The new report ‘Cotton’s Forgotten Children’, released by the Stop Child Labour Campaign and the India Committee on the Netherlands (ICN), finds that almost half a million children in India work as child labourers in the cottonseed production industry. Most of them are Dalits, Adivasis or other low caste children (OBCs). The report warns that most of these children are not in school and are subjected to hazardous work and harmful chemicals.

Photo from the ICN/Stop Child Labour Report

Photo from the ICN/Stop Child Labour Report

The report also finds that workers are paid far below minimum wages and are often working to repay their parents debts. The children are made to work 8-12 hours a day. Most are school drop-outs and those who do attend school in the off season struggle to keep up with their school work. Two thirds of the children are girls, who are also found to receive lower wages than the boys. It is furthermore found that around 70% of the children are hired or trafficked from other states. As previously documented in reports on child labour in India, Dalits and other minority groups in India are particularly vulnerable to labour exploitation due to the multiple discrimination against them.

The report, covering Andhra Pradesh, Gujarat, Rajasthan, Karnataka and Tamil Nadu, finds an increase in the number of children working in child labour in the cotton-seed industry while finding a slight decline in the amount of child labour in the industry, relative to the size of the industry. The increase in the amount of workers is due to rapid growth in the cottonseed industry in India, while the report stipulates that the relative decline in child labour may be due to an increased awareness following campaigns. Nonetheless, the report finds the problem alarming and detrimental to the children involved.

The report has detailed statistics from each state and offers a number of concrete recommendations to help combat child labour in India’s cotton-see industry.

The recommendations include companies monitoring all links in their supply chain for child labour and the payment of minimum wages to employees; knowledge sharing across companies to help end child labour; urging the Government to take action to ensure the minimum wage and live up to the ‘duty to protect’; ensuring effective grievance mechanisms and addressing the many interlinked issues.

Summary of a case study from the report on a young Dalit girl working in the cottonseed industry:

Yadamma, a 14 year old girl, hails from a Dalit agricultural labour family in a remote village in Andhra Pradesh. She has been working in the cottonseed fields for the last three years and does not go to school.

Two years ago Yadamma`s mother took a loan of Rs 8000 from a cotton seed farmer pledging the labour of Yadamma to meet the medical expenses because of the illness of her husband. Since then Yadamma is working with the same employer.

In the field she is entrusted with the tasks such as cross-pollination, sowing, weeding, harvesting and the application of fertilisers. Cross-pollination is the main activity she is involved in most of the time. During cross pollination time she works about 10-12 hours a day and is paid a monthly wage of Rs. 4500.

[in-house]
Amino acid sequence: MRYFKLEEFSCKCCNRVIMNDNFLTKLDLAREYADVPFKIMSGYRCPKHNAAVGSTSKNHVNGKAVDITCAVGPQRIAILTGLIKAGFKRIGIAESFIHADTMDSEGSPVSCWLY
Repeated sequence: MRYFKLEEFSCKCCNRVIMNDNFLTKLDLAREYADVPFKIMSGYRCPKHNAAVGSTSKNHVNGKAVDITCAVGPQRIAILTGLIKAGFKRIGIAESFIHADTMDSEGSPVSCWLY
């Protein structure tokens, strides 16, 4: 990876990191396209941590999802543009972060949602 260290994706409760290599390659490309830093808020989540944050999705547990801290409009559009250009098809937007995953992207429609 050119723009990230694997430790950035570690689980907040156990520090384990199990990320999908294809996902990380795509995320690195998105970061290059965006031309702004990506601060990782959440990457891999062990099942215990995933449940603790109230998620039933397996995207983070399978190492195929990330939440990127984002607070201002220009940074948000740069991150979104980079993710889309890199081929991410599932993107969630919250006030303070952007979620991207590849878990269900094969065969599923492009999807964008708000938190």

Yadamma had a serious health problem during the last working season because of heavy exposure to pesticides sprayed in the fields where she was working. While doing the work in the field she got serious headaches and felt giddy. At some point she fainted and became unconscious. She was taken to the local doctor and given treatment.

Recalling the incident Yadamma said that ‘’I am very allergic to the pesticide smell. I do occasionally get headaches and feel giddiness whenever pesticides are sprayed in the field. In the past whenever I had these problems I used to complain to my employer. He used to suggest me to take rest for few hours under the tree in the field. But that day I had a severe headache which was not normal. We were four children working on that day. Due to heavy pest problem pesticides were sprayed in our field almost continuously with a five or six days gap. Because of the smell of pesticides two other children also had the same problem. When we complained to our employer he asked us to take rest. We were walking towards the tree. I felt giddy and fell down. I became unconscious. My employer informed my mother and both of them took me to the doctor. The doctor gave some injections and tablets. My employer paid part of money for my medicines. It took me about eight days to recover and go to work again.’’

The local doctor Mr. Mallesh who treated Yadamma reported that ‘’it was a clear case of poisoning due to heavy inhalation of pesticides. I have treated her with `atcropine` which is used for pesticide poising cases. I have also given three bottles of Glucose water (given through injection). I have advised her to take rest for four or five days. I have also advised her not get exposed to pesticides and take precautions such as not to do any work while pesticides are sprayed, cover the nose and mouth if she has to work in the field after spraying pesticides, properly wash her hands with soap after doing the work and before eating anything’’.

Read the full case study on page 24 of the report:

More information

Read the press release for the report

Read the full report